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Future challenges of Population Growth

Future challenges of
Population Growth

Rights and choices are the answer

The reason behind celebrating World Population Day is to highlight the difficulties created by overpopulation and increasing awareness about how overpopulation may harm the ecosystem and progress of humanity. The day also discusses family planning, poverty, sexual equality, maternal health, civil rights, and the health concerns that child-bearing women confront.
The issue of population is also causing strain on society. Heinous crimes are happening more than ever in the areas of gender inequality and human rights, especially in developing countries. Leadership is already doing a subpar job at taking care of its citizens, and as more people come into the world, violations such as human trafficking and child labour are increasingly becoming normal.
The theme for the World Population Day 2021 was “Rights and choices are the Answer: Whether baby boom or bust, the solution to shifting fertility rates lies in prioritizing all people’s reproductive health and rights.” This year, the day was focused on the impact of the Covid-19 pandemic on fertility. No doubt, the pandemic has compromised healthcare systems mainly in the area of sexual and reproductive health. As per the research conducted by the United Nations Population Fund (UNFPA) in March, an estimated 12 million women experienced disruptions to family planning services.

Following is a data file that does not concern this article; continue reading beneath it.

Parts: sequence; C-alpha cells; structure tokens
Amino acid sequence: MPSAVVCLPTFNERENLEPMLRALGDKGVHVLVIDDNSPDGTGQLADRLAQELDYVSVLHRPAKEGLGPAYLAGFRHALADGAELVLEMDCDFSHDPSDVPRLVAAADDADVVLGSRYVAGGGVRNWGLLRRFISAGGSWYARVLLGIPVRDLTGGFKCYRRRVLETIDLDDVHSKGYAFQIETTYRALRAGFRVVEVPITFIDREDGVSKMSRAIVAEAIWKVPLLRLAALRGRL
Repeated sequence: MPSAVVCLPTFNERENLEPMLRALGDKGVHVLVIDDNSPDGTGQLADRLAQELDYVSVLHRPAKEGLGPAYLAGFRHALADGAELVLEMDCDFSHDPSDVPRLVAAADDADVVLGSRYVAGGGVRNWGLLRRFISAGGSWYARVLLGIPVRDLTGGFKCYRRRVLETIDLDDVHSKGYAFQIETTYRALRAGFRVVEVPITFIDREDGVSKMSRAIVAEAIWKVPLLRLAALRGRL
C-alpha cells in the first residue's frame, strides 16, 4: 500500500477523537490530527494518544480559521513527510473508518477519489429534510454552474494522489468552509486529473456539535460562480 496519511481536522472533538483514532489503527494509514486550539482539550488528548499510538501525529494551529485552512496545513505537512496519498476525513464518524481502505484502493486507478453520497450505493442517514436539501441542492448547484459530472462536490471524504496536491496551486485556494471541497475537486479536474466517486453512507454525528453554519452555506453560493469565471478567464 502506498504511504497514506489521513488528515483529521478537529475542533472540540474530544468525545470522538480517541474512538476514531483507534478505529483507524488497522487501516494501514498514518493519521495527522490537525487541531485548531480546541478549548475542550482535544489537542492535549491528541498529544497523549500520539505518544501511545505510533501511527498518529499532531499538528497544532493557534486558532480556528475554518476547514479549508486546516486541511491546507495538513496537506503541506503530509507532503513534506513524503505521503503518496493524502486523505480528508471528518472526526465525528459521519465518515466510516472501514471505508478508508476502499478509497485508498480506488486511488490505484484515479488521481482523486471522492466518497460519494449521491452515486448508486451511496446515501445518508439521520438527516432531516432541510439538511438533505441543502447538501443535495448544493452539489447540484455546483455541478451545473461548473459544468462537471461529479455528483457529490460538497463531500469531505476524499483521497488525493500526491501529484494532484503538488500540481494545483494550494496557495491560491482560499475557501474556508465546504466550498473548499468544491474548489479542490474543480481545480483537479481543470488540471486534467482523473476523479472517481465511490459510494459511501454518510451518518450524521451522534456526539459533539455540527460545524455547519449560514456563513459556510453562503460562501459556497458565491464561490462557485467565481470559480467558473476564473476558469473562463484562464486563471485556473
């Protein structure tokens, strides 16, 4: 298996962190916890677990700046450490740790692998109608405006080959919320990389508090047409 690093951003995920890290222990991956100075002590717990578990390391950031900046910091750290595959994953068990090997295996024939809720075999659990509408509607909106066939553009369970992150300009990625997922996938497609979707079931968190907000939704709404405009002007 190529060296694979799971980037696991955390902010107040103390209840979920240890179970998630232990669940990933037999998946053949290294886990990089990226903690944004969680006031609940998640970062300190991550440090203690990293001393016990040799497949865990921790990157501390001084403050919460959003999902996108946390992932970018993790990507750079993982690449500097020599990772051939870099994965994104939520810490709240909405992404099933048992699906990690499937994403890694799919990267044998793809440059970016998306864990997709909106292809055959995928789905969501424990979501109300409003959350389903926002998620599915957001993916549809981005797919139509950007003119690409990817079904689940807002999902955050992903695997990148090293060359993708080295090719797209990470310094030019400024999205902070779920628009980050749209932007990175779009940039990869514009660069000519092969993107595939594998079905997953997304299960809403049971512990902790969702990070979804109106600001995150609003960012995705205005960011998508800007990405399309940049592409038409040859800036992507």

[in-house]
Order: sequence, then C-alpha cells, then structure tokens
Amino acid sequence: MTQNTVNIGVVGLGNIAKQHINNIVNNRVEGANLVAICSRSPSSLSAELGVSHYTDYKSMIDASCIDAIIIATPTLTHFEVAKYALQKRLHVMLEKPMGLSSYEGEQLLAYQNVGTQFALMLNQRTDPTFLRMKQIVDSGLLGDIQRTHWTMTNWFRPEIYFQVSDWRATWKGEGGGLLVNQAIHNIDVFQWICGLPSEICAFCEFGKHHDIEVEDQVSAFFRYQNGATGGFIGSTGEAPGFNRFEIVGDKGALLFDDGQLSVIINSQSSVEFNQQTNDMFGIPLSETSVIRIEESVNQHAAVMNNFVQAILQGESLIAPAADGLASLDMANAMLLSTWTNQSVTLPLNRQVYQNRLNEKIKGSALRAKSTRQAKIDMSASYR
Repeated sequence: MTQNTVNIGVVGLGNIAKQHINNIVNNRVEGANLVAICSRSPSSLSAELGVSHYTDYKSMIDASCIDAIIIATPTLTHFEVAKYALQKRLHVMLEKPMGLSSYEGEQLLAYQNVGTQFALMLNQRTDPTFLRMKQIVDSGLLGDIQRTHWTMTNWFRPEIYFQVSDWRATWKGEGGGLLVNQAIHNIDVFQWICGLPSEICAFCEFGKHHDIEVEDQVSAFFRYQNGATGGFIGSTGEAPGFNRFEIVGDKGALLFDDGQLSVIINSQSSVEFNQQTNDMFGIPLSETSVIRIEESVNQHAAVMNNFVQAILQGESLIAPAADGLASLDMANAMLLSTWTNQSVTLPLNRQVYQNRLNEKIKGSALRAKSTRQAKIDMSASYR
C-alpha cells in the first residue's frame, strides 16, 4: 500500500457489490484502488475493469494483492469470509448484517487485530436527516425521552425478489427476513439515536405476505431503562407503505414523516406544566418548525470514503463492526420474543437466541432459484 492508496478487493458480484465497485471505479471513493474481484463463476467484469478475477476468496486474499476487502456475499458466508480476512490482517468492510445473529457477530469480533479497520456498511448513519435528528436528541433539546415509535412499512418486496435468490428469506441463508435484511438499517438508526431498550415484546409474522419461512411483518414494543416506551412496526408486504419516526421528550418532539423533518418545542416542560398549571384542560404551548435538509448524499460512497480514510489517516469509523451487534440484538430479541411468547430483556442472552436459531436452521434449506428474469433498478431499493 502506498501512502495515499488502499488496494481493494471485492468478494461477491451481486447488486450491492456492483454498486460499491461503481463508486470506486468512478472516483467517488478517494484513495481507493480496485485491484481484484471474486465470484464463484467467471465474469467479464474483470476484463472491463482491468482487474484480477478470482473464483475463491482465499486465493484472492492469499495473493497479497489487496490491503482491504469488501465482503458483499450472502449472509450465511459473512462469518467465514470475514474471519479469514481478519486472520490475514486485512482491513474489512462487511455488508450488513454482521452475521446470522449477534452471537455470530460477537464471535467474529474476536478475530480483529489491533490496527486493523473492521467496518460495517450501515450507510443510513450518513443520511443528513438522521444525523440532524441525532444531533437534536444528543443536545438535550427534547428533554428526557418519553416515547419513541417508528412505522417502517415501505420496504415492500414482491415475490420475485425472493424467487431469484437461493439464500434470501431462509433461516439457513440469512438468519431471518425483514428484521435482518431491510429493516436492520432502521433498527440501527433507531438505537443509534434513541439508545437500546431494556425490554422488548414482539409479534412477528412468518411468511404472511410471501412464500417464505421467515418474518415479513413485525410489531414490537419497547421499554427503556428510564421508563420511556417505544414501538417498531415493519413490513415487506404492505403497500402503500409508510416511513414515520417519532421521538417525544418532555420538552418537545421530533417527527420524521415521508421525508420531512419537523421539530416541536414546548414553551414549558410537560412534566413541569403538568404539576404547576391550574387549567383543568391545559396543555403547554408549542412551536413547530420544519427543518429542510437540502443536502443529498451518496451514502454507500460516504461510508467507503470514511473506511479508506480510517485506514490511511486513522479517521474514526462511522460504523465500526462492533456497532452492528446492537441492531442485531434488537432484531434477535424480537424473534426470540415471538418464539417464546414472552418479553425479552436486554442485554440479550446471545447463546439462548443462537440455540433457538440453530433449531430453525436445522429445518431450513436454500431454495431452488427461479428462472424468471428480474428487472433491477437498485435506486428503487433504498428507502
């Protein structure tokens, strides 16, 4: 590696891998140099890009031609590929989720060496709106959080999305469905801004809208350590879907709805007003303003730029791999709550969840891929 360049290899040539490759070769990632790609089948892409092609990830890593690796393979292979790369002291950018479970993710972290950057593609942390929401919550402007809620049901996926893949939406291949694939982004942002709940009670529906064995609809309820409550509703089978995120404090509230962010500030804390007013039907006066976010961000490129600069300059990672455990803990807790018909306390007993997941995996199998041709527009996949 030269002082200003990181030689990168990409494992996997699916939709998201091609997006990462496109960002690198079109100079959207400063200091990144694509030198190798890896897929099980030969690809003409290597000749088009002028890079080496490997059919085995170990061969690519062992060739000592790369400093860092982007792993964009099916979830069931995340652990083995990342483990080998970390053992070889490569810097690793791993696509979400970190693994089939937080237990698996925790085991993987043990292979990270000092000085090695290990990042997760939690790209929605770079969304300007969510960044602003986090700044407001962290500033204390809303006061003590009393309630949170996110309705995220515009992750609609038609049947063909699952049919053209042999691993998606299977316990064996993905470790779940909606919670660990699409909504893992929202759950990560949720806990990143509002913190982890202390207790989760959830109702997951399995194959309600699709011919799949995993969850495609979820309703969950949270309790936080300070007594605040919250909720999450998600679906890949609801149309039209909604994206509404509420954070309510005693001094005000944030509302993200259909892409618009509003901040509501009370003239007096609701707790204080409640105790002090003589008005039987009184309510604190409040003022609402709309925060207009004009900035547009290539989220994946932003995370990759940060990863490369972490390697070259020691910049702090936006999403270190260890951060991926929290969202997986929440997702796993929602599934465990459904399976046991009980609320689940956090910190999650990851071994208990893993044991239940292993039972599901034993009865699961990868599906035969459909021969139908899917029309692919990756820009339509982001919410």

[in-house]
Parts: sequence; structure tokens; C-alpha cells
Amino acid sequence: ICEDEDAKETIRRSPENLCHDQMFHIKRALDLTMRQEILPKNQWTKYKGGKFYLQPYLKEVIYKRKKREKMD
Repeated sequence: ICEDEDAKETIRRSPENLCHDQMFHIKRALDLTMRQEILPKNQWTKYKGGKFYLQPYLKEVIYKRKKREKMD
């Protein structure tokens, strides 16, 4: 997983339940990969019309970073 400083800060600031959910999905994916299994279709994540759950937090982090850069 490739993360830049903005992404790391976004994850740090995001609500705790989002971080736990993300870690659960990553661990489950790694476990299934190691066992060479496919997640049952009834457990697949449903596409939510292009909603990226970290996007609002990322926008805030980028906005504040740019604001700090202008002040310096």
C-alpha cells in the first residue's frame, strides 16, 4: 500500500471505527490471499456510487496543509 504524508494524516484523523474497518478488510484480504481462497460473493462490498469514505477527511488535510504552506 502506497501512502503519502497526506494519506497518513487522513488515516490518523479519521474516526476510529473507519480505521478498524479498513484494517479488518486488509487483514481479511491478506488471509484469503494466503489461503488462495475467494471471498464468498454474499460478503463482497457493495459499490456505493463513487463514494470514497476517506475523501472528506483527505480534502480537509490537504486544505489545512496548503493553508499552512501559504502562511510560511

The pandemic has compromised healthcare systems particularly in the area of sexual and reproductive health. It also exposed and exacerbated gender-based inequities: gender-based violence increased under lockdown as did the risk of child marriage and female genital mutilation as programmes to abolish the harmful practices were disrupted. Significant number of women left the labour force — their often low-paying jobs were eliminated or care-giving responsibilities for children learning remotely or for homebound older people increased — destabilizing their finances, not just for now but in the long run. Against this backdrop, many countries are expressing growing concern over changing fertility rates. Historically, alarmism over fertility rates has led to abrogations of human rights.
Fertility rates and life expectancy have changed dramatically in recent years. Women had an average of 4.5 children in the early 1970s; by 2015, global fertility had dropped to below 2.5 children per woman. In the mean time, worldwide average life-spans have increased from 64.6 years in the early 1990s to 72.6 years in 2019. Millions of women, globally, are still not given access to safe and effective family planning methods. A basic human right is to be able to get safe and effective family planning. It should also be a voluntary choice. Gender equality and women’s empowerment depend on it. Furthermore, it is a key factor in reducing poverty.
There are a number of outstanding non-profits and non-governmental organizations working on population concerns, particularly in developing countries. They include organizations that educate women about contraception and family planning, as well as those that assist people in overcoming poverty and those that assist refugees who have fled their homes due to environmental issues or human rights violations.
World Population Day, of course, serves as a reminder to reflect on current population trends and challenges that affect how people live today. It is, however, primarily concerned to decreasing population growth.
The more people are added to the population, the more power and food is needed to sustain all of them. It’s hard to keep up that food and power production at the rate that the population is growing and efforts to do so are contributing greatly to climate change, which affects you no matter where you live.
The writer is a member of staff.

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